Summary: When it’s a matter of the heart, anything goes.
Genre: Western< Drama
Word Count: 1363
“This is such a lovely spot for a picnic, Joe,” commented Jenny Parker as she smoothed the skirt of her dress before lowering herself onto the blanket on the ground. “I’m so glad you chose it.”
“It’s one of my favorite spots,” Joe Cartwright answered with a smile. “I’m just glad the ground is dry enough for us to sit on it. After all the rain we had last week, I wasn’t sure. There are some parts of the Ponderosa where the mud is still an inch thick.”
“Well, it’s nice and dry here,” said Jenny with a smile. She looked out at the vista in front of her. The green meadow was dotted with yellow and white wildflowers, and the large mountains looming behind the field seemed to have been splashed with tan and olive patches below their snow-capped peaks. At the edge of the meadow, a forest of pine trees was growing, and the wooded area seemed to stretch on forever. An eagle soared overhead; a doe and two fawns were grazing at the far end of the meadow. “This is such an idyllic place,” Jenny added with a sigh of contentment. “I feel like we’re the only two people on earth.”
“If I were the only man on earth, I wouldn’t mind it if you were the only woman,” observed Joe, offering the girl his most charming smile. He moved across the blanket, edging closer to the lovely blonde in the pale violet dress. “I think you and I could find something to do in our own little Garden of Eden.” Joe moved his head closer to Jenny’s, and puckered his lips a bit in anticipation of stealing a kiss.
Stretching out her arm, Jenny quickly put her hand on Joe’s chest and gave a small push. “Joe, behave yourself,” she insisted primly. “I told you I’m not the kind of girl who kisses a man she knows only casually. In Philadelphia, where I grew up, girls are taught to conduct themselves properly at all times. And young men mind their manners.”
“In case you haven’t noticed, this isn’t Philadelphia,” Joe replied softly. “We do things a little differently out here in the west.” He leaned forward, trying once more to move his lips closer to Jenny’s. But the girl turned her head away from him and pushed harder against Joe’s chest.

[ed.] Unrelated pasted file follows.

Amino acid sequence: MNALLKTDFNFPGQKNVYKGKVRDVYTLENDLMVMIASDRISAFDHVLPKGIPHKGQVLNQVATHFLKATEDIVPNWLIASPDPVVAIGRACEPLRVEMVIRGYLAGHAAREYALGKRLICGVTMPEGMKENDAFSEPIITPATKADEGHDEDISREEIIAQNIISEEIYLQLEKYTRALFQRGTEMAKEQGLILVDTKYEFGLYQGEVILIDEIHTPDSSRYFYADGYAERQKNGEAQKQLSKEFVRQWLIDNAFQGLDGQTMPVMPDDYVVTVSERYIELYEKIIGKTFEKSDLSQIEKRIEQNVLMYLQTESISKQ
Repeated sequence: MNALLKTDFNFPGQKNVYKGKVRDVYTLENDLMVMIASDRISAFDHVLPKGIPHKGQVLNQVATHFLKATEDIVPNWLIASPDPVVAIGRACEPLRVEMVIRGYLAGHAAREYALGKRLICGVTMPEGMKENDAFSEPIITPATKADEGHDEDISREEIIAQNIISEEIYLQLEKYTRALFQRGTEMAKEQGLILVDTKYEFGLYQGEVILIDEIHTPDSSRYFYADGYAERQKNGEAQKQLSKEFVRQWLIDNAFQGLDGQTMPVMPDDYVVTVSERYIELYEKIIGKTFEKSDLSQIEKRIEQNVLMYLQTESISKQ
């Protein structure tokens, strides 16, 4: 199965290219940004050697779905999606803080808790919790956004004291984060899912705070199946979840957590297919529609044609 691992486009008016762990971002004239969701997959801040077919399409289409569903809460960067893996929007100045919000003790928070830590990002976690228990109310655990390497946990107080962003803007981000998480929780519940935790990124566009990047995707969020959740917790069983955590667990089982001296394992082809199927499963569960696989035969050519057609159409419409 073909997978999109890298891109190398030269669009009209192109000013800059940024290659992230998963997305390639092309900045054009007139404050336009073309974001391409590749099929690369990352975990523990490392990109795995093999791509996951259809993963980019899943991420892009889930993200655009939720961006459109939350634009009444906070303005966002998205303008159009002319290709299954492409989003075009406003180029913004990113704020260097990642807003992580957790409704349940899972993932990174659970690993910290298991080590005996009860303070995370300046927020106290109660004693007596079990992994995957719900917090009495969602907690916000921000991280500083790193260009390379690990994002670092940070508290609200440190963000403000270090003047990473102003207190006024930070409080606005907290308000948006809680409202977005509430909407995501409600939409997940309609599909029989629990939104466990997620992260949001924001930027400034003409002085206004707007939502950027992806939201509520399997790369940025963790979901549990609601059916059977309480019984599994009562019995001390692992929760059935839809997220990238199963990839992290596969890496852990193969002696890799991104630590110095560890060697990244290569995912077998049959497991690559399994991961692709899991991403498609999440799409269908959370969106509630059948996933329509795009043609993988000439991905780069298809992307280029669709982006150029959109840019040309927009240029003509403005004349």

“I think you’d better get the picnic basket from the buggy,” Jenny instructed the youngest Cartwright. “I’m getting a bit hungry.”
“All right,” agreed Joe with a sigh. He got to his feet and walked slowly toward the road a few yards away, where the buggy was parked. A single horse stood in the traces, and the animal looked up as Joe approached. After giving the young man a disinterested stare, the horse returned to grazing on the tender grass by the road.
Pulling a basket from the back of the buggy, Joe turned to look back at the young woman seated on the blanket. Jenny was gazing out at the meadow, enjoying its beauty. Joe, on the other hand, was enjoying the beauty of the girl on the blanket. He also was feeling frustrated by her.
Joe had met Jenny Parker at a dance in Virginia City almost four weeks ago. He had been charmed by the beauty and intelligence of the girl who had been in Nevada less than a month, but had only managed to dance with her twice. His invitation to join him for a ride in the countryside had been rebuffed, and his subsequent wooing of her with flowers and candy had resulted in only an invitation for afternoon tea in the parlor of her parents’ house. The cooler Jenny acted toward Joe, the more Joe felt as if he were facing a challenge. He was determined to kiss Jenny Parker. Joe just knew her lips would be soft and pliable, and her kiss would taste like honey. He could imagine the intoxication of that kiss, a kiss sweeter than wine.